Tsabello Mapupa (46) watches his livestock with disbelief as it comes out of the kraal. “l can’t believe these are mine. I wake up at night and pinch myself, asking is this a dream? If it is a dream please don’t wake me up,” he says.
This farmer likes fashion and wears stylish, popular branded clothes. It’s been two years since he became a livestock farmer. He lives in Katlehong, a township about 27km east of Johannesburg. Farming livestock for Mapupa came as a coincidence when his friend invited him to bid in an animal auction in Heidelberg, Gauteng.
“I was in doubt of it. I was not a farmer and where was I going to keep these animals? But I said let me go and see what happens,” he says. On his first day he purchased two Bonsmara cows, a breed known for its high-quality beef and resistance to local diseases.
However, due to unavailability of space, he keeps his livestock in his late brother’s land in Rosendal, about 45km away from Ficksburg in the Free State. “I am still looking for my own land where my sheep and cattle can breed as much as they want,” he says.
‘These are human beings’
So far, he has 116 sheep and 24 cows. He’s not selling any of his livestock; he’s focused on breeding and buying more sheep for now. When he does start selling, he will be selling his sheep and, with the money generated, he plans to buy more cows.
He loves his livestock so much. “These animals are now a part of the reason why I hustle,” Mapupa says joyfully.
“Every time when one is giving birth, I drop everything in Johannesburg and come to the farm to welcome my new grandchild.”
He says his livestock is well looked after. “For them to love me and give me more grandchildren, I have to feed them and take care of them. These are human beings,” Mapupa says, referring to his livestock.
A rocky journey
Mapupa’s journey to get to where he is today has been frantic and full of turmoil. He grew up as an unprivileged township child. His father was the only breadwinner in the family and did not earn enough to support Mapupa and his siblings. He used to be the laughing stock of his peers for wearing torn, dilapidated clothes.
The trauma of his childhood struggle is still raw. He prefers to tell his life story from 2001, when he was 28 years old. He became a security officer and only worked for three months. “I always wanted new challenges, that’s how we all grow,” he says. After leaving the security company he started selling second hand clothes in Central Johannesburg.
His dream is becoming one of the few black South African farmers to supply cattle and sheep to the rest of Mzansi.
Convincing people to buy his second-hand clothes, while competing with more than 20 other vendors selling similar items at a cheaper price, was a new challenge for him. It forced him to constantly be creative.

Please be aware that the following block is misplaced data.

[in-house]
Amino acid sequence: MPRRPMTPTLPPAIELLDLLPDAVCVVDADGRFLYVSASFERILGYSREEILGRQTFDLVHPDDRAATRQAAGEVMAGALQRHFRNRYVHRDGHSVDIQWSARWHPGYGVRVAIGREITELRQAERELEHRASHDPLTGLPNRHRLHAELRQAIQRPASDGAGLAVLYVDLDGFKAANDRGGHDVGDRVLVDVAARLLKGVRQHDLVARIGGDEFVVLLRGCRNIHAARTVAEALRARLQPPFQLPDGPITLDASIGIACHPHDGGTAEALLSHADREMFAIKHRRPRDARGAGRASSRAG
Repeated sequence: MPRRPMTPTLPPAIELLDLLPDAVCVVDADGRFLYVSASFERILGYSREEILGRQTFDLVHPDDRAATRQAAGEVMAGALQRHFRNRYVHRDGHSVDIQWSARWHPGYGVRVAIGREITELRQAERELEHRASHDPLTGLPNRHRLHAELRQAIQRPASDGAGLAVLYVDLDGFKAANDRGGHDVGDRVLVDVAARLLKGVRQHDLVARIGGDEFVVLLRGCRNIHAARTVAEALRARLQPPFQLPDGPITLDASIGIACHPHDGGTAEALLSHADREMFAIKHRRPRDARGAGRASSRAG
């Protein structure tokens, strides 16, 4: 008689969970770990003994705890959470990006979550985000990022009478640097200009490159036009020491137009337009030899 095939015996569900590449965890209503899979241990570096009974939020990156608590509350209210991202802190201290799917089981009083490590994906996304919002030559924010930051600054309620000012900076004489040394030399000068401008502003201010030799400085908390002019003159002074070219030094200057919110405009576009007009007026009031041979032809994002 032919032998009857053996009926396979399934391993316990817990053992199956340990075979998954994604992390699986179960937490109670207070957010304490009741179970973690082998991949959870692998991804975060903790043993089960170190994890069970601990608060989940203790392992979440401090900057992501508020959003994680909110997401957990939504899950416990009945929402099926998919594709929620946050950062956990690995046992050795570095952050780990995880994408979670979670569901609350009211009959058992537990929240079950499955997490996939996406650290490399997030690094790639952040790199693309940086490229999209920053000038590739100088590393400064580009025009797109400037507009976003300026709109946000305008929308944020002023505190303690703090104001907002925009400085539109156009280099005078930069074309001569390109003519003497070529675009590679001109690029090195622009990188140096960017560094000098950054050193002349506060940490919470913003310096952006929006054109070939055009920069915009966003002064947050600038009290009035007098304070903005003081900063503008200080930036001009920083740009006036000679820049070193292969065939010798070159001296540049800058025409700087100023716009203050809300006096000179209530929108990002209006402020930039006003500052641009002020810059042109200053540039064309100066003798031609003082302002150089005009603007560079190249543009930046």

In 2004, Mapupa and his church group started making money by handing out flyers, marketing different companies to pedestrians. He worked for three months without getting paid.
“At the time it was hard because I had my firstborn on the way, and I had to provide,” he recalls. The manager told them he would pay each of them R100 for the three-months’ work.
The R50 that rose Tsabello to new levels
It was not a life he dreamt of nor had he planned to have a child living in such conditions. He tried to convince his colleagues to contribute R50 each to start a company, an idea which they disagreed to. As a breadwinner, at this stage he was under immense pressure to support his family.
He took his own R50 and went to purchase items in a shop in Edenvale on the East Rand. “I remember that day very well, I only used R50 to buy baby nappies and milk,” he recalls, adding that he also bought bucket hats and caps which he resold at his local taxi rank. All these items were sold out in 30 minutes. Flabbergasted by this response, he went back to the store to buy more.
He never spent a cent from the profit he made through the hats. Mapupa did not know his savings from just R50 of capital would create greener pastures for him. His business kept on booming.
In the following year, in 2005, Mapupa registered his first company, Tsabello Traders and Distributors, which now supplies overalls and safety caps for the Gauteng Department of Community Safety. And now he’s rebranded his company as Tim 73, which also sells pests control.
With the proceeds from the company, Mapupa buys more livestock. “I am building next generation wealth and I am patient with the journey,” Mapupa says. In 2015, the Department of Agriculture, Forestry and Fisheries gave him a livestock identification certificate, which enables livestock to be identifiable and traced back to the owner.
His dream is becoming one of the few black South African farmers to supply cattle and sheep to the rest of Mzansi. But this goal won’t be easy. it needs wits, determination and good old hard work. “My dream is to see my name on the list of Africa’s livestock suppliers. I want to be the one of the biggest,” he says.